Detroit automakers had a really bad day Wednesday as investors hammered Ford, General Motors and Fiat Chrysler after all three scaled back their 2018 earnings forecasts due largely to rising prices for raw materials.
General Motors, the largest U.S. automaker, suffered its worst intraday drop in years, falling more than 8 percent Wednesday despite beating Wall Street estimates. Rival Fiat Chrysler plunged 16 percent Wednesday after missing earnings estimates, announcing the sudden death of CEO Sergio Marchionne and reducing earnings guidance for the year. Shares of Ford, which announced earnings after the markets closed, were under pressure all day.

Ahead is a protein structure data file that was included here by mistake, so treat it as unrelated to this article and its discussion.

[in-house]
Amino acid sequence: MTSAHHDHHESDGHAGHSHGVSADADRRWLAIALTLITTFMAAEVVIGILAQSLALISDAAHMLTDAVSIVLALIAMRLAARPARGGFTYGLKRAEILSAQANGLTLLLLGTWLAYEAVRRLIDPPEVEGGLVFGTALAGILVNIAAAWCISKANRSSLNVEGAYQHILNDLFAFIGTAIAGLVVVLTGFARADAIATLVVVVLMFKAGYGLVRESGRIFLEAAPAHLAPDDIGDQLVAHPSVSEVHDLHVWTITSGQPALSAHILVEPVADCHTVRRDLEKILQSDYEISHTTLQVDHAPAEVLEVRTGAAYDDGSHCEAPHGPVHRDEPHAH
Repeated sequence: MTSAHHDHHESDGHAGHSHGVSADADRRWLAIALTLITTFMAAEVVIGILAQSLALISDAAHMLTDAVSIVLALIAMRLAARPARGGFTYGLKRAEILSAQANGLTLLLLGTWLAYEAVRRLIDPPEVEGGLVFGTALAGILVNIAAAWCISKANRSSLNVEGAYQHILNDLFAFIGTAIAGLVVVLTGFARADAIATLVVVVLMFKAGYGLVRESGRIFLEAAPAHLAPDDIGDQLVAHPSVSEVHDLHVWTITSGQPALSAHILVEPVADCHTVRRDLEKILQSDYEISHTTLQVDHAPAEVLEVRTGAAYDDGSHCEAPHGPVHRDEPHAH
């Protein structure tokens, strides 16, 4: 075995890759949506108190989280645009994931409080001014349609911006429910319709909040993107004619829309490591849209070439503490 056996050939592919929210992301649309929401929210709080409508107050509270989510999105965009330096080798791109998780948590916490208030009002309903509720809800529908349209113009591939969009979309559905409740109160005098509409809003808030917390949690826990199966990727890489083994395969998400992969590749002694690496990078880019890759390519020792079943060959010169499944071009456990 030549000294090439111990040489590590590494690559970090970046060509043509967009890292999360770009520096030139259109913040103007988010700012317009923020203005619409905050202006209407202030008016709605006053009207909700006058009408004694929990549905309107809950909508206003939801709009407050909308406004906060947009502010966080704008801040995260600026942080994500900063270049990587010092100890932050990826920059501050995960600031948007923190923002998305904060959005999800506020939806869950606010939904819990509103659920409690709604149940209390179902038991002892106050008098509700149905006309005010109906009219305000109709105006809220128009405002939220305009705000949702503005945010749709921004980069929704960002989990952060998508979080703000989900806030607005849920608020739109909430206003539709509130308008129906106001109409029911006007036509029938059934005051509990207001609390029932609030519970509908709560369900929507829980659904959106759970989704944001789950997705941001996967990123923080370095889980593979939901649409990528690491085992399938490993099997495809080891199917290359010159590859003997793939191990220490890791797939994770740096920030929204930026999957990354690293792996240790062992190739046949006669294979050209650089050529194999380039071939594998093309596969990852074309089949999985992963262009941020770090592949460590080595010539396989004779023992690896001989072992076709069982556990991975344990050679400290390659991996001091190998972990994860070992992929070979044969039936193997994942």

All three are again trading down Thursday with Ford falling under $10 a share for the first time since 2012.
GM said a higher-than expected jump in commodity costs and unfavorable exchange rates in Brazil and Argentina will cost it an extra $1 billion this year. Ford’s second-quarter earnings plunged by almost 50 percent and the company lowered its 2018 earnings projections.
Ford’s Chief Financial Officer Bob Shanks said its commodity costs during the quarter were about $300 million higher from last year, attributing about half of that to the U.S. tariffs on steel and aluminum. The tariffs are expected to eat up about $600 million in profit this year, he said.